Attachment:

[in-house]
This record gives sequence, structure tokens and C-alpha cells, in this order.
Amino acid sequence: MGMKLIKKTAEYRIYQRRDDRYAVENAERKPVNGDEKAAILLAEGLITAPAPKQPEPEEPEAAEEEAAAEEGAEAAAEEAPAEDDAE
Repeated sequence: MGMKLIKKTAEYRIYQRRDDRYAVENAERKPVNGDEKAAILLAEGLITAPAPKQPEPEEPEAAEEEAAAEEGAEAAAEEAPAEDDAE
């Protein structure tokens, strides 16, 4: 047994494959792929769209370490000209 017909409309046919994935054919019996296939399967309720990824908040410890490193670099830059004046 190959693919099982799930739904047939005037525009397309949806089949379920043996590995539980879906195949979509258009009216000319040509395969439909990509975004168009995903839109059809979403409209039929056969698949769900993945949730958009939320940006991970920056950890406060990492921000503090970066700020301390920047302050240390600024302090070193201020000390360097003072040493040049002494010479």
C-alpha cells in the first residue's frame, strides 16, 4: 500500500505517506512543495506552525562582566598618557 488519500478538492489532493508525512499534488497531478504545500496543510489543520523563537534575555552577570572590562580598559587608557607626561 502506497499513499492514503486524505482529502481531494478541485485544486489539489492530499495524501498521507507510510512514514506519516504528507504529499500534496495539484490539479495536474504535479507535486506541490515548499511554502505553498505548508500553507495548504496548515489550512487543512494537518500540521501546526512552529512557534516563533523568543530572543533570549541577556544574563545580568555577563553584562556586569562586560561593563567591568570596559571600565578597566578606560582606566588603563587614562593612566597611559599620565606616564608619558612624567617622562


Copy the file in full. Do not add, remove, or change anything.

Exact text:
[in-house]
This record gives sequence, structure tokens and C-alpha cells, in this order.
Amino acid sequence: MGMKLIKKTAEYRIYQRRDDRYAVENAERKPVNGDEKAAILLAEGLITAPAPKQPEPEEPEAAEEEAAAEEGAEAAAEEAPAEDDAE
Repeated sequence: MGMKLIKKTAEYRIYQRRDDRYAVENAERKPVNGDEKAAILLAEGLITAPAPKQPEPEEPEAAEEEAAAEEGAEAAAEEAPAEDDAE
């Protein structure tokens, strides 16, 4: 047994494959792929769209370490000209 017909409309046919994935054919019996296939399967309720990824908040410890490193670099830059004046 190959693919099982799930739904047939005037525009397309949806089949379920043996590995539980879906195949979509258009009216000319040509395969439909990509975004168009995903839109059809979403409209039929056969698949769900993945949730958009939320940006991970920056950890406060990492921000503090970066700020301390920047302050240390600024302090070193201020000390360097003072040493040049002494010479």
C-alpha cells in the first residue's frame, strides 16, 4: 500500500505517506512543495506552525562582566598618557 488519500478538492489532493508525512499534488497531478504545500496543510489543520523563537534575555552577570572590562580598559587608557607626561 502506497499513499492514503486524505482529502481531494478541485485544486489539489492530499495524501498521507507510510512514514506519516504528507504529499500534496495539484490539479495536474504535479507535486506541490515548499511554502505553498505548508500553507495548504496548515489550512487543512494537518500540521501546526512552529512557534516563533523568543530572543533570549541577556544574563545580568555577563553584562556586569562586560561593563567591568570596559571600565578597566578606560582606566588603563587614562593612566597611559599620565606616564608619558612624567617622562